BACKGROUND The efficacy of biventricular (BiV) pacing in patients with a narrow or moderately prolonged QRS duration remains questionable. OBJECTIVE To assess the hypothesis that electrical dyssynchrony is required to obtain hemodynamic benefit from BiV pacing by investigating the relationship between intrinsic QRS duration and hemodynamic response to BiV pacing in a patient population covering a broad spectrum of QRS duration. METHODS Eighty-two consecutive heart failure patients underwent cardiac resynchronization therapy implantation irrespective of their QRS duration. Thirty-four patients had a narrow QRS duration (= 120 to = 150 ms). After implantation, invasive left ventricular (LV) dP/dt measurements were compared between intrinsic rhythm and simultaneous BiV pacing with an optimized atrioventricular delay. RESULTS A high correlation (r = .65; P <.001) was observed between baseline QRS duration and changes in LV dP/dt(max) induced by BiV pacing. BiV pacing was ineffective in patients with a narrow QRS duration (+0.4% +/- 6.1%; P = ns). No significant increase in LV dP/dt(max) was observed in patients with a QRS duration of >= 120 to = 150 ms exhibited a significant increase in LV dP/dt(max) (+17.1% +/- 13.4%; P <.001). Only 9% of the patients with a narrow QRS duration exhibited a >= 10% increase in LV dP/dt(max). CONCLUSIONS Baseline QRS duration is linearly related to acute hemodynamic response to BiV pacing. Patients with a narrow QRS duration do not derive hemodynamic improvement. This improvement is also limited in patients with a moderately prolonged QRS duration, raising questions about the potential clinical benefit of this therapy in these patients.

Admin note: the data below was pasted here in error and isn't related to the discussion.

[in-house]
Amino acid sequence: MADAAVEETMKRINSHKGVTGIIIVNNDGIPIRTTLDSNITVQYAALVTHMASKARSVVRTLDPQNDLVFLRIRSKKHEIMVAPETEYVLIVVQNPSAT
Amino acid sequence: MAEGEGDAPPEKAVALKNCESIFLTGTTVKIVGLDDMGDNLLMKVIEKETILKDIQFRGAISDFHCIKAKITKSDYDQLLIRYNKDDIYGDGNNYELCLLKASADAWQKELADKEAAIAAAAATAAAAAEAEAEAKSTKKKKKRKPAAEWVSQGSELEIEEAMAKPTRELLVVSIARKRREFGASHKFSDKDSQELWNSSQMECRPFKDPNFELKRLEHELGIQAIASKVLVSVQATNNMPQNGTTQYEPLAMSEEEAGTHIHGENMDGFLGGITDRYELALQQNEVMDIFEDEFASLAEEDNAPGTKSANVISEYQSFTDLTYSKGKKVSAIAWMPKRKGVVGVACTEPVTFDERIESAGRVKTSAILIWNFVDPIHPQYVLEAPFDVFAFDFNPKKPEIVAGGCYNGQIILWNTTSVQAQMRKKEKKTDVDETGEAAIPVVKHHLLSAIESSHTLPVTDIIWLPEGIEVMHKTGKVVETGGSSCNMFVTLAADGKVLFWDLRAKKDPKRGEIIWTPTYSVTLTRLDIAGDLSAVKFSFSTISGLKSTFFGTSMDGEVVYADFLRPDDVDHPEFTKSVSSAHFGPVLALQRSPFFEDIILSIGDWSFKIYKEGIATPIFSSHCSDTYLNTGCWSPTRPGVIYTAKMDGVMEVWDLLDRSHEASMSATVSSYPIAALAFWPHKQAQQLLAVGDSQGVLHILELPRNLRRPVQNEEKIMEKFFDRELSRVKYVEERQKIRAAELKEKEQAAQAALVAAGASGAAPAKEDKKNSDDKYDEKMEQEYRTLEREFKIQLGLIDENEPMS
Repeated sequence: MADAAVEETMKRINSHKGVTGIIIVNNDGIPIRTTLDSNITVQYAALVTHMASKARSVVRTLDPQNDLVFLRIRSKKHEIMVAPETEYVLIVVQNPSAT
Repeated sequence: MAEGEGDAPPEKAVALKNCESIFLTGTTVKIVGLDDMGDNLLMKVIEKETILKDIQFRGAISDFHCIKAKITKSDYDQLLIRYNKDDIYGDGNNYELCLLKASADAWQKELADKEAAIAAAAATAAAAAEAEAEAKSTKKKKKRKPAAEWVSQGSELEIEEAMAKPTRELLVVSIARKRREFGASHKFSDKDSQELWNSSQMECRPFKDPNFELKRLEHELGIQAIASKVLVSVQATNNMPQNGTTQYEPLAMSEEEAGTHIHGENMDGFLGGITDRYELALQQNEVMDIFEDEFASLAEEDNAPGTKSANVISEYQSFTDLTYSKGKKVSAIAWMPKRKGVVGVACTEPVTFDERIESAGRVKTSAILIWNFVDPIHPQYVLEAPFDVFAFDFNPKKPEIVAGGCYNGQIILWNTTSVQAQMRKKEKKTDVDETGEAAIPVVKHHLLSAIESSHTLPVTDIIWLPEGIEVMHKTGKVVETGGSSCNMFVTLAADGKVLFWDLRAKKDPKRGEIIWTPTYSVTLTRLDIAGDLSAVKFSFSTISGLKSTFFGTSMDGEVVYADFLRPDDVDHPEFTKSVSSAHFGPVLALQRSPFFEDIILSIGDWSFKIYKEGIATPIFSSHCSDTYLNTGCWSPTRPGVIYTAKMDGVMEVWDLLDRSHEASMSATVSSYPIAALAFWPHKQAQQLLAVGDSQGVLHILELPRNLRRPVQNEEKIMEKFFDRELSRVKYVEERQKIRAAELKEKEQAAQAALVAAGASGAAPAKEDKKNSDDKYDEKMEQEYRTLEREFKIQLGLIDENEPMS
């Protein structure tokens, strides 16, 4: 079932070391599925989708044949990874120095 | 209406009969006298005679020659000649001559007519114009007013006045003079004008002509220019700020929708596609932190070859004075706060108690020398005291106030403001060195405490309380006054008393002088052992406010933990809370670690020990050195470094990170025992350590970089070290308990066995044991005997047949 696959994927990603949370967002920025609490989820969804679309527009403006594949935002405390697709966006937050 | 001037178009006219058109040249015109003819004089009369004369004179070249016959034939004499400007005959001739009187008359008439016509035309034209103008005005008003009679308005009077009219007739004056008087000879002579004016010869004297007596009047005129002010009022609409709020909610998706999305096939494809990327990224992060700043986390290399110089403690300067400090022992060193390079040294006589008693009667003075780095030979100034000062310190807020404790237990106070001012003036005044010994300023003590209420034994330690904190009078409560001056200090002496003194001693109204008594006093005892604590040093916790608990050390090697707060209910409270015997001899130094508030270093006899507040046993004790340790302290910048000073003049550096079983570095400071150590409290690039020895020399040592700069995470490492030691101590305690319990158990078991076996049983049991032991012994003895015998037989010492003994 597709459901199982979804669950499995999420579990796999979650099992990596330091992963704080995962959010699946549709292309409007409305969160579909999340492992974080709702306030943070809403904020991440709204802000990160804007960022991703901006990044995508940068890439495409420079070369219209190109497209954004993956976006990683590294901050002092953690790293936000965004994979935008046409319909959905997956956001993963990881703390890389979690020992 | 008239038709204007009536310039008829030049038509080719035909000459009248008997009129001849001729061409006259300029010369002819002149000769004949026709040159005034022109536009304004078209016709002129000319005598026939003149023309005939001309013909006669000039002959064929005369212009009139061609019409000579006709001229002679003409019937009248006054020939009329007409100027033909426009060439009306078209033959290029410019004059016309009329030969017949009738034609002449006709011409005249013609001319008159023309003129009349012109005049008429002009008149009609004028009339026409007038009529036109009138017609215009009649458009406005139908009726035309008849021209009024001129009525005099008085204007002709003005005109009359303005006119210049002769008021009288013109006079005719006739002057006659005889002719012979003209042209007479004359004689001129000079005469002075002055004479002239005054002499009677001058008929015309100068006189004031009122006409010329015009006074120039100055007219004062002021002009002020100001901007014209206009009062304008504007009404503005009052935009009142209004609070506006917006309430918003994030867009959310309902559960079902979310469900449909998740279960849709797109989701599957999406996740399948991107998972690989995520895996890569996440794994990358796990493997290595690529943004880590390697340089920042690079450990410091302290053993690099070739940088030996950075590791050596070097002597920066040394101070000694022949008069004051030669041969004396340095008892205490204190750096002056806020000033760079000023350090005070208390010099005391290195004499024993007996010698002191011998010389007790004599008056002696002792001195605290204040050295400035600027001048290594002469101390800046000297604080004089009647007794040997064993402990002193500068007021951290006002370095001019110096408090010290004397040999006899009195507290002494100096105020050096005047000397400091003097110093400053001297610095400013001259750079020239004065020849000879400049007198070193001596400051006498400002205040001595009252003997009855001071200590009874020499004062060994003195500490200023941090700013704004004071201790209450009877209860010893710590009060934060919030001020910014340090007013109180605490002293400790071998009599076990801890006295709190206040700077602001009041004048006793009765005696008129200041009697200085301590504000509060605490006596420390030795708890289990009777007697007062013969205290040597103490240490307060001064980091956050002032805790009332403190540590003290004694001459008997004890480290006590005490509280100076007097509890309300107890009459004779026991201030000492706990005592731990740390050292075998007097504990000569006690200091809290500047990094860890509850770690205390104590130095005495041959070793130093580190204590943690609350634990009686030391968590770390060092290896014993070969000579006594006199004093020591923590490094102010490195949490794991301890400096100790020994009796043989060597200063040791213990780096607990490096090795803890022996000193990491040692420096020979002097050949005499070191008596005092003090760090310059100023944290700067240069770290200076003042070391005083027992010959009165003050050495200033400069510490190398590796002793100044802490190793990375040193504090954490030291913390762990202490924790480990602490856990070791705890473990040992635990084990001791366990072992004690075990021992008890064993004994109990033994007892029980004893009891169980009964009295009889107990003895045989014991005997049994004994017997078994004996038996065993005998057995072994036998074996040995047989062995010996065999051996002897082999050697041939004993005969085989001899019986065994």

- Cardiac resynchronization therapy
- Biventricular pacing
- Narrow QRS